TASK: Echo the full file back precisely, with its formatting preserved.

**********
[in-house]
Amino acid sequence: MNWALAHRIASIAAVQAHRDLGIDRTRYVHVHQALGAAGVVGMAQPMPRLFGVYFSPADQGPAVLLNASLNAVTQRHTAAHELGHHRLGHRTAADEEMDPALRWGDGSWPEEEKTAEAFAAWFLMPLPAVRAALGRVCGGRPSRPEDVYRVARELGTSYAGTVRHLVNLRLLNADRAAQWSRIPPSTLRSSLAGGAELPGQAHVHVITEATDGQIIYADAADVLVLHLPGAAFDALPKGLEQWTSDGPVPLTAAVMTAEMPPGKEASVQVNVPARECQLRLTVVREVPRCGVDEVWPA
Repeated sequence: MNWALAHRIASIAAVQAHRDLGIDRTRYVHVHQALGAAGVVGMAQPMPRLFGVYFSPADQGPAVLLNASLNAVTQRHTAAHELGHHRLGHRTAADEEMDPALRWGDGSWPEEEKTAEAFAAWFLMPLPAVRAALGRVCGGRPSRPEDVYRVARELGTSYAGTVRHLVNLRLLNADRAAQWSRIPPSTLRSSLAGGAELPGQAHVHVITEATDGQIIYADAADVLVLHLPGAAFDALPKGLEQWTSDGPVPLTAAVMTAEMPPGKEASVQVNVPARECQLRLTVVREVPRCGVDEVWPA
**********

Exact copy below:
[in-house]
Amino acid sequence: MNWALAHRIASIAAVQAHRDLGIDRTRYVHVHQALGAAGVVGMAQPMPRLFGVYFSPADQGPAVLLNASLNAVTQRHTAAHELGHHRLGHRTAADEEMDPALRWGDGSWPEEEKTAEAFAAWFLMPLPAVRAALGRVCGGRPSRPEDVYRVARELGTSYAGTVRHLVNLRLLNADRAAQWSRIPPSTLRSSLAGGAELPGQAHVHVITEATDGQIIYADAADVLVLHLPGAAFDALPKGLEQWTSDGPVPLTAAVMTAEMPPGKEASVQVNVPARECQLRLTVVREVPRCGVDEVWPA
Repeated sequence: MNWALAHRIASIAAVQAHRDLGIDRTRYVHVHQALGAAGVVGMAQPMPRLFGVYFSPADQGPAVLLNASLNAVTQRHTAAHELGHHRLGHRTAADEEMDPALRWGDGSWPEEEKTAEAFAAWFLMPLPAVRAALGRVCGGRPSRPEDVYRVARELGTSYAGTVRHLVNLRLLNADRAAQWSRIPPSTLRSSLAGGAELPGQAHVHVITEATDGQIIYADAADVLVLHLPGAAFDALPKGLEQWTSDGPVPLTAAVMTAEMPPGKEASVQVNVPARECQLRLTVVREVPRCGVDEVWPA